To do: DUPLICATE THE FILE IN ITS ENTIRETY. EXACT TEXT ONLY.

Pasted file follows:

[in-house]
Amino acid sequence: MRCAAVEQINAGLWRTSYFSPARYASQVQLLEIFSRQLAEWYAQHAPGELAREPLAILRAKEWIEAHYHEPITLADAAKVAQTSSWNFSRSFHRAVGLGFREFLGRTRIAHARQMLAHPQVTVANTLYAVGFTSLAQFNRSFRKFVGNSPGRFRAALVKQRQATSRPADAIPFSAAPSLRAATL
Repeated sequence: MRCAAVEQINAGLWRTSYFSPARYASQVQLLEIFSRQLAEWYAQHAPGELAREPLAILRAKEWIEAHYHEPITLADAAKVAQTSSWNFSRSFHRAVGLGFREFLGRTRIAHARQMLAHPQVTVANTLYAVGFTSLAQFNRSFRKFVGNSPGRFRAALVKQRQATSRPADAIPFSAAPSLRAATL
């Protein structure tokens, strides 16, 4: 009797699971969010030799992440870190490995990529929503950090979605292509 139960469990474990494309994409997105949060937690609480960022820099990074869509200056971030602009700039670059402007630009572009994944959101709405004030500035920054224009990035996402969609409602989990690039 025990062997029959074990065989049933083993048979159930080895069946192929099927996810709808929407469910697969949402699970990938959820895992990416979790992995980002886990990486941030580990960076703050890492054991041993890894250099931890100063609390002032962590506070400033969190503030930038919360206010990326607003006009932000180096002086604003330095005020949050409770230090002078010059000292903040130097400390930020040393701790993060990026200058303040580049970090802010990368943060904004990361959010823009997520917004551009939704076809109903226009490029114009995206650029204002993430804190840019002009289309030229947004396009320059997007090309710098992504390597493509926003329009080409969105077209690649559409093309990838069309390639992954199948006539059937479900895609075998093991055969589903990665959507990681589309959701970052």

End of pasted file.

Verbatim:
[in-house]
Amino acid sequence: MRCAAVEQINAGLWRTSYFSPARYASQVQLLEIFSRQLAEWYAQHAPGELAREPLAILRAKEWIEAHYHEPITLADAAKVAQTSSWNFSRSFHRAVGLGFREFLGRTRIAHARQMLAHPQVTVANTLYAVGFTSLAQFNRSFRKFVGNSPGRFRAALVKQRQATSRPADAIPFSAAPSLRAATL
Repeated sequence: MRCAAVEQINAGLWRTSYFSPARYASQVQLLEIFSRQLAEWYAQHAPGELAREPLAILRAKEWIEAHYHEPITLADAAKVAQTSSWNFSRSFHRAVGLGFREFLGRTRIAHARQMLAHPQVTVANTLYAVGFTSLAQFNRSFRKFVGNSPGRFRAALVKQRQATSRPADAIPFSAAPSLRAATL
């Protein structure tokens, strides 16, 4: 009797699971969010030799992440870190490995990529929503950090979605292509 139960469990474990494309994409997105949060937690609480960022820099990074869509200056971030602009700039670059402007630009572009994944959101709405004030500035920054224009990035996402969609409602989990690039 025990062997029959074990065989049933083993048979159930080895069946192929099927996810709808929407469910697969949402699970990938959820895992990416979790992995980002886990990486941030580990960076703050890492054991041993890894250099931890100063609390002032962590506070400033969190503030930038919360206010990326607003006009932000180096002086604003330095005020949050409770230090002078010059000292903040130097400390930020040393701790993060990026200058303040580049970090802010990368943060904004990361959010823009997520917004551009939704076809109903226009490029114009995206650029204002993430804190840019002009289309030229947004396009320059997007090309710098992504390597493509926003329009080409969105077209690649559409093309990838069309390639992954199948006539059937479900895609075998093991055969589903990665959507990681589309959701970052």